Latino culture

A to Z Challenge Just Became More Challenging: W and X

Today I’m listing two words in Spanish that beginning with W and X.

Why?

There are no native words in Mexican Spanish that begin with the letter W.

I wonder if that’s the case in other languages?

Most W words are English based, like “WiFi,” meaning wireless networks.

In a sentence, you’d hear someone say “Hay wifi?” translation, “Is there wifi?

Wifi symbol, photo by rawpixel.com for unsplash.com

 

There are plenty of words that begin with X but most are proper nouns, Mayan or Nahuatl words. Such as:

Xavier, which is a male name,

or the infamous Xolo, short for Xoloitzcuintli (pronounced show-loh-eets-KWENT-lee) a pre-Columbian dog dating back 3,500 years.

The Xolo is featured in paintings by Frida Kahlo, whose husband Diego Rivera had as pets. The breed has been AKC registered since the late 1800’s.

Cute but not fluffy:

The Xoloitzcuintli

So, today’s challenge was short and sweet, like Wifi and Xolo.

See you Saturday and thanks for visiting.

Latino culture

A to Z Challenge: V is for Viva

Two words today, in our continuation of Spanish words, both with the letter V:
Long Live LIfe! photo by davidson luna, unsplash.com

 

Viva can mean “Long live…” or be a cheer like “Hurrah!”

You can use the words together:

¡Viva la Vida!

A good phrase to remember when you feel full of joy.

Family, Latino culture

A to Z Challenge: U is for Uvas

A canopy of grape vines, photo by Igor Ovsyannykov, unsplash.com

The Spanish word uvas means grapes.

When I think of grapes many memories come to mind.

My mother’s family were migrant workers; her father a foreman. They followed the crops from Pomona, California to Fresno and all the little towns in between in the great California Central Valley.

Picking fruit, nuts, and citrus in 90-degree weather was the norm for Mom, her brothers, and sisters. They spent a childhood in migrant camps, traveling from town to town in a loaded down jalopy like the Joad family in the book, Grapes of Wrath.

One of her first memories is playing under a sunshade of green grape vines where the earth felt cool. At four years old, she cared for her baby sister as their mother worked up and down the vineyard rows clipping clusters of grapes.

When I think of uvas, I remember Cesar Chavez’ boycott which began in 1965. Although Mom no longer worked in the vineyards she honored the boycott and made sure everyone in the family did so too.

In 1970 the United Farm Workers union won their first contract and we could eat grapes again, but that was shortlived. Growers broke the union contracts three years later and signed sweetheart deals with the Teamsters Union.

In 1973, the family boycotted grapes again. I remember the bumper stickers, NO UVAS, and the boycott against Gallo Vineyards.

That boycott of grapes lasted until 1977. I was in college by then; carrying No Uvas, No Grapes signs in front of Safeway stores in Santa Barbara and my hometown of Oxnard.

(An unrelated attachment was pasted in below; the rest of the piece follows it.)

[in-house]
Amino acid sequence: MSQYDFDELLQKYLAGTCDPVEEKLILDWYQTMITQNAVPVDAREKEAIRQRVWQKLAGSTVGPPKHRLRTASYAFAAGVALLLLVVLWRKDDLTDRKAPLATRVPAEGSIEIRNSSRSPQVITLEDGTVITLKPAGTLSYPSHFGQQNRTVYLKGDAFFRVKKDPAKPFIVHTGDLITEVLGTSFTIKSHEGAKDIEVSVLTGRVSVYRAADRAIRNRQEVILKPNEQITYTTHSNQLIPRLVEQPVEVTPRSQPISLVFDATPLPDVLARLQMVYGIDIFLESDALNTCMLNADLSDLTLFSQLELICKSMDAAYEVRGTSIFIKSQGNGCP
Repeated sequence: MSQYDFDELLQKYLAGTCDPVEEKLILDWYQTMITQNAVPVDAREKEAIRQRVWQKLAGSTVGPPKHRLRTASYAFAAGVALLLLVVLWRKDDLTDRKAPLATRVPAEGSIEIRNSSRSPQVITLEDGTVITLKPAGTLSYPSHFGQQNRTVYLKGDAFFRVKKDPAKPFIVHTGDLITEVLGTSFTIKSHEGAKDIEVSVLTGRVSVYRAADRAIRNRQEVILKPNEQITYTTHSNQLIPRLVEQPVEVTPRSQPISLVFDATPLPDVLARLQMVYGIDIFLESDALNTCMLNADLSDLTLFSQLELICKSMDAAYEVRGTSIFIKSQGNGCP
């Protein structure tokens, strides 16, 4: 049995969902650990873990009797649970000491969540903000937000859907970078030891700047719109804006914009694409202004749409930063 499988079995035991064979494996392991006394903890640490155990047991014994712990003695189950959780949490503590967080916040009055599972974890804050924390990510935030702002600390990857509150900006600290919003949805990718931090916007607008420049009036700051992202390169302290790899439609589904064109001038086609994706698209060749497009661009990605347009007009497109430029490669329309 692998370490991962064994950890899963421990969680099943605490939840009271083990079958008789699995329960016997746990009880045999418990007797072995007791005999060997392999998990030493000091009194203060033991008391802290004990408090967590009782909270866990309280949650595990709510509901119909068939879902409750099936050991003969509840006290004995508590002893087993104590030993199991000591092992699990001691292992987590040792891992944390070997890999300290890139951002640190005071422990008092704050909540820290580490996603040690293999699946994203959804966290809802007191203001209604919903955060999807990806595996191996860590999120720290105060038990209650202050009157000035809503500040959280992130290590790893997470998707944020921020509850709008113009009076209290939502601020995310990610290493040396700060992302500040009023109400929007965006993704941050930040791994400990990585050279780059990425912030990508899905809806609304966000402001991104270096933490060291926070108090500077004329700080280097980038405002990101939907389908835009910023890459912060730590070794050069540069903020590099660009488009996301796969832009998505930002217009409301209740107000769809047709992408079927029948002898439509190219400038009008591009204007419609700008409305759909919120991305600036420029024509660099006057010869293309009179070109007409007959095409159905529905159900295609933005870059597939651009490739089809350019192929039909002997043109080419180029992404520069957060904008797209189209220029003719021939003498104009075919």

College students and workers in Philadelphia boycotting grapes, 1976. Getty images

This tiny fruit, the uva, carries a huge weight of memories.

Thanks for reading.

Family, Latino culture

A to Z Challenge: S and T are for Sábanas y Toallas

photo by Igor Ovsyannykov for unsplash.com

This is the last week of the A to Z challenge, which presented me with (you know the answer)-

challenges.

I’ve never blogged every day; at the most twice a week and lately twice a month. This endeavor tested my commitment and discipline which were good things.

Every once and a while test yourself, commit to something new, dare yourself to try what you haven’t tried before.

Now on to the letter S and T.

The words that begin with the letters S and T which I’m most familiar with are sábanas and toallas.

These words mean bedsheets and towels.

During my childhood we were poor. Living in the housing projects poor, state government food poor, no dryer poor. We hung clothes on the rope clothesline in our asphalt backyard.

My job was to hang the sábanas and the toallas. They were the large items and with a little struggle, I could throw them on the clothesline.

The smell of bleach and detergent hovered in the air around me as I made my way down the lines.

Mom came behind me, taking wood clothespins out of her blue gingham apron pocket, and pinned the sheets and towels.

Old fashioned wood clothespins. Photo by Nong Vang for unsplash.com

I’d sit on the porch watching the white sábanas and colorful toallas sway in the breeze, feeling important because I helped my mom. I wondered when I’d grow tall enough to hang and pin the clothes myself.

By the time I turned nine, I could reach the clothesline. Hanging wet blouses, heavy jeans, and the families underwear (except Mom’s, who hung them in the shower during the night) was no longer a desire but a chore.

At that point, my daydreams switched to Mom buying a clothes dryer.